Lawsuit: If doc had diagnosed color blindness, plaintiff wouldn’t have pursued aviation careerSeptember 26th, 2011 by josh farley
A recent suit filed in Kitsap County Superior Court alleges a doctor failed to find an aspiring pilot was color blind after two eye examinations — leading the pilot to pursue a career in professional aviation.
But in 2010, the lawsuit says the doctor did find he was color blind, stopping the plaintiff’s piloting career plans in their tracks.
At eye sight exams in 2005 and 2007, the aspiring pilot’s doctor gave him the green light for an Federal Aviation Administration second class license, the lawsuit alleges. But in 2010, the doctor then diagnosed the plaintiff with hereditary color blindness and recommended only a third class license with “night vision and color signal restrictions.”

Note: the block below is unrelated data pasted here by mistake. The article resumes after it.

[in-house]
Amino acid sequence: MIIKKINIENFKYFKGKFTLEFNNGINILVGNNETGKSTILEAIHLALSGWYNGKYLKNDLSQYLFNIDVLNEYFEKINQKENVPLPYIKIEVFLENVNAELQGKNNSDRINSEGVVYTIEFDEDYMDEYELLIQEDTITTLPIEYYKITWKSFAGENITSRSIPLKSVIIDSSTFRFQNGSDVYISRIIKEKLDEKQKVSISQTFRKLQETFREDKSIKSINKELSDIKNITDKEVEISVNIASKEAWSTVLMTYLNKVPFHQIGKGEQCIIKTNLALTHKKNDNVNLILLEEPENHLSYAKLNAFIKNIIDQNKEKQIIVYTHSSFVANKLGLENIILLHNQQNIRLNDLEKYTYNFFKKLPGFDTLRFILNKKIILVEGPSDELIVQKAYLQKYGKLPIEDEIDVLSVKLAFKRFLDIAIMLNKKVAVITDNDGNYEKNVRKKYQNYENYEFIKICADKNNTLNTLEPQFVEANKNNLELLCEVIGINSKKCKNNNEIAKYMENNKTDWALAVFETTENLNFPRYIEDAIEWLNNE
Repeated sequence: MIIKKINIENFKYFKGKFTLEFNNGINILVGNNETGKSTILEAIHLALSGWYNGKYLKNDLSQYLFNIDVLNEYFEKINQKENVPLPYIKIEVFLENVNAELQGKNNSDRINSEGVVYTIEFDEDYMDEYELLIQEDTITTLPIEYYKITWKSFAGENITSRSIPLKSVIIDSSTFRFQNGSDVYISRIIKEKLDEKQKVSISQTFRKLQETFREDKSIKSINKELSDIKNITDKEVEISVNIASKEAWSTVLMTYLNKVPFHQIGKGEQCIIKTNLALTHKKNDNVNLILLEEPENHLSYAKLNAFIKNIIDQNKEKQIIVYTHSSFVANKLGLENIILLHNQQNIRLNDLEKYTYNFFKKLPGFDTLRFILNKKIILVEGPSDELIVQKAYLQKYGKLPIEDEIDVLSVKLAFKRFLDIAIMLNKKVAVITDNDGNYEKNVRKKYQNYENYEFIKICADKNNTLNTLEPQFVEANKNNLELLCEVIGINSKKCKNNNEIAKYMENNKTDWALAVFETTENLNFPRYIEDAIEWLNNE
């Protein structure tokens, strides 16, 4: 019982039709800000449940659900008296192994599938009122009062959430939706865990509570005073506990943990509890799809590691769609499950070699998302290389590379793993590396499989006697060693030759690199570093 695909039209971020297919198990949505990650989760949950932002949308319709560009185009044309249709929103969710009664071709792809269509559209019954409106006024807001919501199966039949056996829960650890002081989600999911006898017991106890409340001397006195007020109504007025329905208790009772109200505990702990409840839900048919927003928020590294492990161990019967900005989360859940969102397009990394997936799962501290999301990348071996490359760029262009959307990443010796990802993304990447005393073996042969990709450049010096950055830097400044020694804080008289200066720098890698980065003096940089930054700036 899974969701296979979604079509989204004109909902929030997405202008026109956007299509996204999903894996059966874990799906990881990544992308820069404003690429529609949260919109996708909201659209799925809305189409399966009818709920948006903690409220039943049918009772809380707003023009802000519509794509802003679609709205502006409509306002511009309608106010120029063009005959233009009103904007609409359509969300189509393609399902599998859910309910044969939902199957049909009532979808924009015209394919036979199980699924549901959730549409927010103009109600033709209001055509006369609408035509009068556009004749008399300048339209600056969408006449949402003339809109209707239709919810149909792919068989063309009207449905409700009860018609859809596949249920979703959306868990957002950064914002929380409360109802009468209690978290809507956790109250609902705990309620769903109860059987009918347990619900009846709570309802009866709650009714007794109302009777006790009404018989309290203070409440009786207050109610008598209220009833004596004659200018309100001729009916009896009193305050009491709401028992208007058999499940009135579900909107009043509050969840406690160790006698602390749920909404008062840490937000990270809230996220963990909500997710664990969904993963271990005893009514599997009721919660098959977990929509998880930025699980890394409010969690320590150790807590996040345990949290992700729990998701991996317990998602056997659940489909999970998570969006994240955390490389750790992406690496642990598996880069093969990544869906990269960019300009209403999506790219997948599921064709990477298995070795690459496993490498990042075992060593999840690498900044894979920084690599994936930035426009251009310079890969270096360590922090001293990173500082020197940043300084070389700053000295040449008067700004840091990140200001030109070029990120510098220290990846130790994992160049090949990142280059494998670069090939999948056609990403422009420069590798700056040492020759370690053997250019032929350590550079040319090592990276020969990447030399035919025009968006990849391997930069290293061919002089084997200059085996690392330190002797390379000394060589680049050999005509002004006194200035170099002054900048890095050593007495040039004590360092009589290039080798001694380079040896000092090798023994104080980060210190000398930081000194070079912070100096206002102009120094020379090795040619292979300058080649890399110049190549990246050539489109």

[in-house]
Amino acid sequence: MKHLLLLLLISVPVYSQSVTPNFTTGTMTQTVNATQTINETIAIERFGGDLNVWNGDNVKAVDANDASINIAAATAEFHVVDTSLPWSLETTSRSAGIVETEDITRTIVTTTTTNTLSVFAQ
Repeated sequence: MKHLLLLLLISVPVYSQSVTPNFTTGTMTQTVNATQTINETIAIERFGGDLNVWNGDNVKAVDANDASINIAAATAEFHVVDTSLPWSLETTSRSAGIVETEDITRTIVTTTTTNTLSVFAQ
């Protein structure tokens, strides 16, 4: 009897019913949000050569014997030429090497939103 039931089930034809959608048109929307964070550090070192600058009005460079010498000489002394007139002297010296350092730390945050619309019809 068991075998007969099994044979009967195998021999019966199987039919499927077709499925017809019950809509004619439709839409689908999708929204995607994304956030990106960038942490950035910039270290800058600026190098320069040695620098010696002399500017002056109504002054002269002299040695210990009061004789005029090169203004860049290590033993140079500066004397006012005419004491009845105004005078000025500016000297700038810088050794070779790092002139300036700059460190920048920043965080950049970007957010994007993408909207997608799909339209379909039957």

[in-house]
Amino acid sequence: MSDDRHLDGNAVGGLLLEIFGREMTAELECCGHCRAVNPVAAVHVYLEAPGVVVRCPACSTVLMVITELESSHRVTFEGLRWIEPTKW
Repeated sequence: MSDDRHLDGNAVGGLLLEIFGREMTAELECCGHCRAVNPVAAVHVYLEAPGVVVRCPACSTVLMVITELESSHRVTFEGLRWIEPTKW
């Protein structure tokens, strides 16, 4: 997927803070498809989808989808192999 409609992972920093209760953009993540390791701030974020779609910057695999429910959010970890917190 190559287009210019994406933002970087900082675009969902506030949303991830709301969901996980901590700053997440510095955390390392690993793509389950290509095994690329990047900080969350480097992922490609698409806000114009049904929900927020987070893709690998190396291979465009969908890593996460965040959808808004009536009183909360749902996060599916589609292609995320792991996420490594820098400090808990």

The plaintiff had “pursued a career in commercial aviation including the substantial expense of aviation flight school,” his lawyer alleges.
“Professional and/or commercial positions for a pilot with night vision and color signal restriction are precluded or substantially limited,” the lawyer wrote. “Had (the doctor) timely and correctly diagnosed (plaintiff’s) color blindness … (he) would not have pursued aviation school and training, to which he’d devoted considerable expense and time.”
The lawsuit was filed in August and the plaintiff is asking for arbitration. He is seeking “economic injury” damages for the costs of pursuing an aviation career after the alleged misdiagnoses in 2005 and 2007.
No response to the suit has yet been filed by the defendants.